THE COLOSTRUM COUNSEL - 6 Easy Steps to Properly Clean and Sanitize Calf Feeding Equipment

Cleaning calf and heifer feeding equipment is a vital part of every dairy. Without proper cleaning and sanitation of feeding equipment, disease and illness can quickly spread between calves.

Follow these steps to ensure calf feeding equipment isproperly sanitized.

1. Rinse

First, using warm water, about 90-100 degrees F, rinse dirtand milk residues off both the inside and outside of feedingequipment. Do not use hot water to rinse.

2. Soak

Next, soak the calf feeding equipment for 20-30 minutes ina mixture of hot water greater than 54-57 °C / 130-135 °F  and 1 percent (pH 11-12) chlorinated alkaline clean in place (CIP) detergent.

3. Wash

Then, thoroughly wash inside and outside of the feeding equipment with a brush. You can also wash bottles and buckets in an industrial dishwasher. Fats melt at temperatures greater than 43°C / 110°F, so keep the water temperature above 63°C / 145°F during washing.

Manually wash bottle nipples with a brush. Do not wash nipples in a dishwasher, as they fail to properly clean nipples and this can lead to high bacteria counts in the milk. While manually washing nipples, check for any visible cracks and signs of wear and tear. Replace those that are worn. Cracked nipples can harbor bacteria.

4. Rinse again

Rinse for about 5 minutes using warm water (about 38°C / 100°F) that contains 50 ppm of chlorine dioxide, thoroughly rinsing inside and outside of the calf feeding equipment. Then rinse the equipment with acid (pH 3-4) to control milk stone once or twice a week. After rinsing the nipples, keep them in a covered container filled with a 50ppm sanitizing solution of chlorine dioxide solution untilthey are used.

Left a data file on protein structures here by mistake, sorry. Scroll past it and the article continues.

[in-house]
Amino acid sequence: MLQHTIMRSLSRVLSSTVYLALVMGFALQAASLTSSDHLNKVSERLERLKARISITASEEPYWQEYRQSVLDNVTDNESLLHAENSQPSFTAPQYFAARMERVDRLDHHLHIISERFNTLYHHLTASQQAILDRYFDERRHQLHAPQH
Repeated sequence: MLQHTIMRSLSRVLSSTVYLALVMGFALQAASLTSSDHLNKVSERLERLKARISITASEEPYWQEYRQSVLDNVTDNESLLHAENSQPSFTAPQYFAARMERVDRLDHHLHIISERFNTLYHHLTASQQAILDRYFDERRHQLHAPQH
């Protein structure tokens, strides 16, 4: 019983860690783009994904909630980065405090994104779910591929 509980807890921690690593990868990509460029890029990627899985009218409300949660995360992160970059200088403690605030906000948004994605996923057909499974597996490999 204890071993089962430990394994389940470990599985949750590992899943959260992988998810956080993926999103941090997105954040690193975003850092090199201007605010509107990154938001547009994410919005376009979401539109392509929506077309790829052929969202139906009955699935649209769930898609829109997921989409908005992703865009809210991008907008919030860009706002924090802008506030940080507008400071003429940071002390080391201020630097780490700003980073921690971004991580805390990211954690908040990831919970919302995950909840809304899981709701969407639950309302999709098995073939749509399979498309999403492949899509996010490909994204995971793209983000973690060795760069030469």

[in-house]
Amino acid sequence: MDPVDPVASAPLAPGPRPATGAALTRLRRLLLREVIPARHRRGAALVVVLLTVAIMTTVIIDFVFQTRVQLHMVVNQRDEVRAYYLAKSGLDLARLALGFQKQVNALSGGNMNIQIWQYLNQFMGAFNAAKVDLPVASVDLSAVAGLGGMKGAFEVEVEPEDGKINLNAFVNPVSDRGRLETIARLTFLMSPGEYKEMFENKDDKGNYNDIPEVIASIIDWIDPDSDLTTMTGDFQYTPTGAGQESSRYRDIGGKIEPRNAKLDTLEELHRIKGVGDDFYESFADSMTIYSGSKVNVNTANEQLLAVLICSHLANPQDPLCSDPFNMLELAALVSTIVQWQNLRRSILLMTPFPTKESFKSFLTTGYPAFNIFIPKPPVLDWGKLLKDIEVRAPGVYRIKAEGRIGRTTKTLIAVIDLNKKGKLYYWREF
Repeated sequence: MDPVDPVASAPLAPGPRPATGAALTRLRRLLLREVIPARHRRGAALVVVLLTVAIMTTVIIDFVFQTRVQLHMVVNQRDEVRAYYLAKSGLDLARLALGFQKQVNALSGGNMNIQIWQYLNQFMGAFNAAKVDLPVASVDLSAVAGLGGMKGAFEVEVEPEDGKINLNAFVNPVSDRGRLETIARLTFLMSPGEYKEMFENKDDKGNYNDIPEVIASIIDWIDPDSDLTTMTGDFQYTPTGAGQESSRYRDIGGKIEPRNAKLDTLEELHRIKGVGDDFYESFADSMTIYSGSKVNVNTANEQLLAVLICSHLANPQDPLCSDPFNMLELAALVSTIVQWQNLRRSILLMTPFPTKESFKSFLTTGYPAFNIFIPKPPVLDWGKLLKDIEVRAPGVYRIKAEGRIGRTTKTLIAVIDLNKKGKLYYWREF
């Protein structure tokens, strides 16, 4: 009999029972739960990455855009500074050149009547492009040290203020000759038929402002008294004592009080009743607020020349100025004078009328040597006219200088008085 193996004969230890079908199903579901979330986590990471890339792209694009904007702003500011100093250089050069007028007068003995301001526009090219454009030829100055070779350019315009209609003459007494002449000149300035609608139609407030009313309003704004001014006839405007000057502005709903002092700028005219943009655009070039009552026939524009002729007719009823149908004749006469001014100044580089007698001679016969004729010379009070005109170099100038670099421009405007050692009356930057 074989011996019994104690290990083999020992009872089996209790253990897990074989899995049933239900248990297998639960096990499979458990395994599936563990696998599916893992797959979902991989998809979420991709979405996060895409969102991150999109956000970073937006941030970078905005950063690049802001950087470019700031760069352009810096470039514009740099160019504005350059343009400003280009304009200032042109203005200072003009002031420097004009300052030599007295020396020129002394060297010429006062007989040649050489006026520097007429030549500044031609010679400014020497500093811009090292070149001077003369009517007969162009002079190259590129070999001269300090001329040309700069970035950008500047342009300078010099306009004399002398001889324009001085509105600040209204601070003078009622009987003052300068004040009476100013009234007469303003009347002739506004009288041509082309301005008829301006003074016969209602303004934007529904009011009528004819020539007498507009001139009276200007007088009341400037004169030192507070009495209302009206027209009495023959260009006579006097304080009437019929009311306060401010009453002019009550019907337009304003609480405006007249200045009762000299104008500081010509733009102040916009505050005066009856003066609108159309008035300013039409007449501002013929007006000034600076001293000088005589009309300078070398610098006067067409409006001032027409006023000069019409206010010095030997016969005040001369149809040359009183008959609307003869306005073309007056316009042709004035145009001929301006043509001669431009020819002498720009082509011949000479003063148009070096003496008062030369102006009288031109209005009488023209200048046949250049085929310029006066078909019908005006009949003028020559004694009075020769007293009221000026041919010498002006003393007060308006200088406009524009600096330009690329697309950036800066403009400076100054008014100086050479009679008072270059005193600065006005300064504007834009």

5. Dry

Then, allow the equipment to drain and dry before usingagain. Avoid stacking upside down on a concrete fl oor or onboards, as this can inhibit proper drying and drainage.

6. Final preparation

Lastly, spray the inside and outside of equipment with a 50ppm solution of chlorine dioxide two or less hours before use. Allow a minimum of 60 seconds of contact with equipment.

After all six cleaning steps have been completed and the equipment is dry it should be ready to use again. The above steps refer directly to calf milk feeding equipment, but thesame considerations for cleaning and sanitization should be given to the water and starter buckets. At a minimum calf water buckets and starter buckets should be cleaned and sanitized between groups of calves.

Why Choose Chlorine Dioxide Over Household Bleach?

As a sanitizing rinse agent, the best product on the market for farm use is chlorine dioxide. Chlorine dioxide activity is not affected by pH. 

Figure 1: The pH of household bleach (sodium hypochlorite) is 13-14. When bleach is added to water it forms bothhypochlorous acid and the hypochlorite ion. The relativeamounts of each are affected by the pH of the solution; a problem with using bleach as a disinfectant.

For example, at a pH of 8.5 roughly 10% of the bleach existsas hypochlorous acid and at a pH of 6.5 roughly 90% ofthe bleach exists as hypochlorous acid. Hypochlorous acidis a very good disinfectant (biocide) having approximately 80 times more killing power than the hypochlorite ion. A ten percent household bleach solution has a pH of 10-11 depending on the acidity of the water. When the pH is greater or equal to 10 there is virtually no hypochlorous acid present in the solution.

A note of caution, the pH of the solution should never be less than 5.5. When the pH of the solution drops below 5, large amounts of chlorine gas are created.

Producers must get in the habit of using commercially available test strips to verify their concentrations of chlorine dioxide are right prior to use.

Figure 2: The table shows the concentration and contact time needed for different types or classes of disinfectants to kill ≥ 99% of Cryptosporidium parvum oocysts at room temperature. We want to ensure the solution is strong enough to kill Cryptosporidium parvum oocysts since they have a very high resistance to chemical germicides; higher than microorganisms such as M.tuberculosis or Staphylococcus.




Donald Sockett, DVM, MS, PhD
Donald C. Sockett, DVM, MS, PhD
Epidemiologist/Microbiologist - Wisconsin Veterinary Diagnostic Laboratory
United States
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